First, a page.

Desktop virtualization is a virtualization technology that separates an individual's PC applications from his or her desktop. Virtualized desktops are generally hosted on a remote central server, rather than the hard drive of the personal computer. Because the client-server computing model is used in virtualizing desktops, desktop virtualization is also known as client virtualization.
Desktop virtualization provides a way for users to maintain their individual desktops on a single, central server. The users may be connected to the central server through a LAN, WAN or over the Internet.
Desktop virtualization has many benefits, including a lower total cost of ownership (TCO), increased security, reduced energy costs, reduced downtime and centralized management.
Limitations of desktop virtualization include difficulty in maintenance and set up of printer drivers; increased downtime in case of network failures; complexity and costs involved in VDI deployment and security risks in the event of improper network management.
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What are types of desktop virtualization technologies?
Host-based forms of desktop virtualization require that users view and interact with their virtual desktops over a network by using a remote display protocol. Because processing takes place in a data center, client devices can be traditional PCs, but also thin clients, zero clients, smartphones and tablets. Examples of host-based desktop virtualization technology include:
Host-based virtual machines: Each user connects to an individual VM that is hosted in a data center. The user may connect to the same VM every time, allowing for personalization (known as a persistent desktop), or be given a fresh VM at each login (a nonpersistent desktop).
Shared hosted: Users connect to a shared desktop that runs on a server. Microsoft Remote Desktop Services, formerly Terminal Services, takes this client-server approach. Users may also connect to individual applications running on a server; this technology is an example of application virtualization.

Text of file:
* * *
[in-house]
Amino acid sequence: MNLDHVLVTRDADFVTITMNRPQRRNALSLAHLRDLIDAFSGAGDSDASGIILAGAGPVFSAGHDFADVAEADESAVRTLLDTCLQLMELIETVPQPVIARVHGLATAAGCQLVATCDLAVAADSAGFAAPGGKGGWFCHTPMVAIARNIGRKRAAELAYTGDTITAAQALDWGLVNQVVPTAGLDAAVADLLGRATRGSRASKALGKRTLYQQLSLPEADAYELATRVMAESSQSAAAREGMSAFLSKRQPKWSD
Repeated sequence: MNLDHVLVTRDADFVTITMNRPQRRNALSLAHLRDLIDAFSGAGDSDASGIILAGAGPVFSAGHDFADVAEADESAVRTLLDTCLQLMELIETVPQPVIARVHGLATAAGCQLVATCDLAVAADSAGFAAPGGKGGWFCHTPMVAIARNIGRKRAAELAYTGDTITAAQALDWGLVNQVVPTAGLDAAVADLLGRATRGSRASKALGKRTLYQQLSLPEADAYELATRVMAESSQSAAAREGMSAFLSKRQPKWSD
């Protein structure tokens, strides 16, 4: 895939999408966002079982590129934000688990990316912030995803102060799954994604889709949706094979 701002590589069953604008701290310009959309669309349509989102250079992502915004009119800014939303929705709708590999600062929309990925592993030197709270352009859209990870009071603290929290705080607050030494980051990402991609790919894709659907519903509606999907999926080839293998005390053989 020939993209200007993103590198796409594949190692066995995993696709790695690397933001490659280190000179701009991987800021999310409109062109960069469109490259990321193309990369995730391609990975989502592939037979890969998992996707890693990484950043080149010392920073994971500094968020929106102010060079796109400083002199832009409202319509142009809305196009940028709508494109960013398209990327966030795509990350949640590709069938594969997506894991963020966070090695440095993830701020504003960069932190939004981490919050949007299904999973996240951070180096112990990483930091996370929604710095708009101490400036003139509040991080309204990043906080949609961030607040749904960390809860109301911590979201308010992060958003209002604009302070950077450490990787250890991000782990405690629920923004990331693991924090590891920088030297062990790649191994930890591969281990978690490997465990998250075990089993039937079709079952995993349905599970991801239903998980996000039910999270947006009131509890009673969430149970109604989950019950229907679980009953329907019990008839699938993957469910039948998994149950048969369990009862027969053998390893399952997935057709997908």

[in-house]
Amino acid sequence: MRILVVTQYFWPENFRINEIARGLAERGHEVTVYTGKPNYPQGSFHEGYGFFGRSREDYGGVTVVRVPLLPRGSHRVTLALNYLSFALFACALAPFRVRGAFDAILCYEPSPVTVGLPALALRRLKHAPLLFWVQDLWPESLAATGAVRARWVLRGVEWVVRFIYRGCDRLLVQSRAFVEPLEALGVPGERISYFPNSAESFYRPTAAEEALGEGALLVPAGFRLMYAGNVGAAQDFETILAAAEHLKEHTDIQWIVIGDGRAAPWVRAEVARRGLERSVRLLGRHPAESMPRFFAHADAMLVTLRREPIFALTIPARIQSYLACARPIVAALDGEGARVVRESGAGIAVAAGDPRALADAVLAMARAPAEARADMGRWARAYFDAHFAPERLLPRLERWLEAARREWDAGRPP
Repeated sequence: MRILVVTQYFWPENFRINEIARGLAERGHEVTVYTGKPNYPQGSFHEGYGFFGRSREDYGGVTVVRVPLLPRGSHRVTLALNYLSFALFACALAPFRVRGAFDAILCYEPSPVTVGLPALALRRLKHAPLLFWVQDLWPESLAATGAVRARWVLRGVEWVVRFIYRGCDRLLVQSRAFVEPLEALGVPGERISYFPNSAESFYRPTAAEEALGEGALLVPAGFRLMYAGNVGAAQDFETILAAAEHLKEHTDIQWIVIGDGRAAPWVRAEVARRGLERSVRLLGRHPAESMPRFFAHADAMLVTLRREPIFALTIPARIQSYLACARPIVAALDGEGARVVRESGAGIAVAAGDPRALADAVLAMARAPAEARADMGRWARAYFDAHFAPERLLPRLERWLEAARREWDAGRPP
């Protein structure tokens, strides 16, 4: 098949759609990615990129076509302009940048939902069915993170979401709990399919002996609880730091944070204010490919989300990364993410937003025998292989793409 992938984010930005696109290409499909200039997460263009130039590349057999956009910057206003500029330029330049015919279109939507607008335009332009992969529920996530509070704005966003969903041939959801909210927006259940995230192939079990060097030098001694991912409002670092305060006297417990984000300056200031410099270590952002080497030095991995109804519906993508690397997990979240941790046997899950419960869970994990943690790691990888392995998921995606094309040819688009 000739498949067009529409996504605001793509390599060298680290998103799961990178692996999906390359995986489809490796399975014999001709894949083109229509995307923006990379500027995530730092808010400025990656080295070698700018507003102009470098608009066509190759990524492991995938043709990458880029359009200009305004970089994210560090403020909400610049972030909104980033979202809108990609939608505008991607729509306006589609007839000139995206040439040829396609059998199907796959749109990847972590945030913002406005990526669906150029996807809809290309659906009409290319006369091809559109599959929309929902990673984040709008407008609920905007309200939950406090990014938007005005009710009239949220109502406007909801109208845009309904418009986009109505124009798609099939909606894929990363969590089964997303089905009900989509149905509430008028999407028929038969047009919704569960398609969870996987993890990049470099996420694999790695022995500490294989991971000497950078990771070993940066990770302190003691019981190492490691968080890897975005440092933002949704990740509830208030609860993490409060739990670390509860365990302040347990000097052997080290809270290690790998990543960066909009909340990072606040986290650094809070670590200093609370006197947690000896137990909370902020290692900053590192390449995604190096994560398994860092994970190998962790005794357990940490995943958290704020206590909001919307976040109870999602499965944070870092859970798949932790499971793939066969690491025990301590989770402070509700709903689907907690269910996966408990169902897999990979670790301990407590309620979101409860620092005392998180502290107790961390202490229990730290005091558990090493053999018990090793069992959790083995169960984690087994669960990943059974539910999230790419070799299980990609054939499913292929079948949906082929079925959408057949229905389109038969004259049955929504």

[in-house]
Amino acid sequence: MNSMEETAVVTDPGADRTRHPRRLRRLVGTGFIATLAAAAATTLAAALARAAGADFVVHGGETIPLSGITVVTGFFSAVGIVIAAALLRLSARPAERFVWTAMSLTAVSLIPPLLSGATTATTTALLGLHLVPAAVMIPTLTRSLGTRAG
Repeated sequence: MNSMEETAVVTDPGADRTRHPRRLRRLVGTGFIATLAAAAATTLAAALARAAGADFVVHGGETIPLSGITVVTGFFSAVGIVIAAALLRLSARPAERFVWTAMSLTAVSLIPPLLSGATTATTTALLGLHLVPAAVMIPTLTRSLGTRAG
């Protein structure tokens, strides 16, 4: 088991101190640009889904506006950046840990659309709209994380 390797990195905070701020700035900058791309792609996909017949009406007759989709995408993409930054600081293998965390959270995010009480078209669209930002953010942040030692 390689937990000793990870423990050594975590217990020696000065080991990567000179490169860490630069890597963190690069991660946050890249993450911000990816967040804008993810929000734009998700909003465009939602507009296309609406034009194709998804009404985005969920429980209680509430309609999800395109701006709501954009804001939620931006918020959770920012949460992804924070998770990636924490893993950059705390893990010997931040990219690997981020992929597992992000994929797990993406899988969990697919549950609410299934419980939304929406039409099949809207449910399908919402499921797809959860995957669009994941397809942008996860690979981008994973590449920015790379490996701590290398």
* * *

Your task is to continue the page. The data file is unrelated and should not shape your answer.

Host-based physical machines: The operating system runs directly on another device's physical hardware.
Client virtualization requires processing to occur on local hardware; the use of thin clients, zero clients and mobile devices is not possible. These types of desktop virtualization include:
OS image streaming: The operating system runs on local hardware, but it boots to a remote disk image across the network. This is useful for groups of desktops that use the same disk image. OS image streaming, also known as remote desktop virtualization, requires a constant network connection in order to function.
Client-based virtual machines: A VM runs on a fully functional PC, with a hypervisor in place. Client-based virtual machines can be managed by regularly syncing the disk image with a server, but a constant network connection is not necessary in order for them to function.
Desktop virtualization vs. virtual desktop infrastructure
The terms desktop virtualization and virtual desktop infrastructure (VDI) are often used interchangeably, but they are not the same. While VDI is a type of desktop virtualization, not all desktop virtualization uses VDI.
VDI refers to the use of host-based VMs to deliver virtual desktops, which emerged in 2006 as an alternative to Terminal Services and Citrix's client-server approach to desktop virtualization technology. Other types of desktop virtualization -- including the shared hosted model, host-based physical machines and all methods of client virtualization -- are not examples of VDI.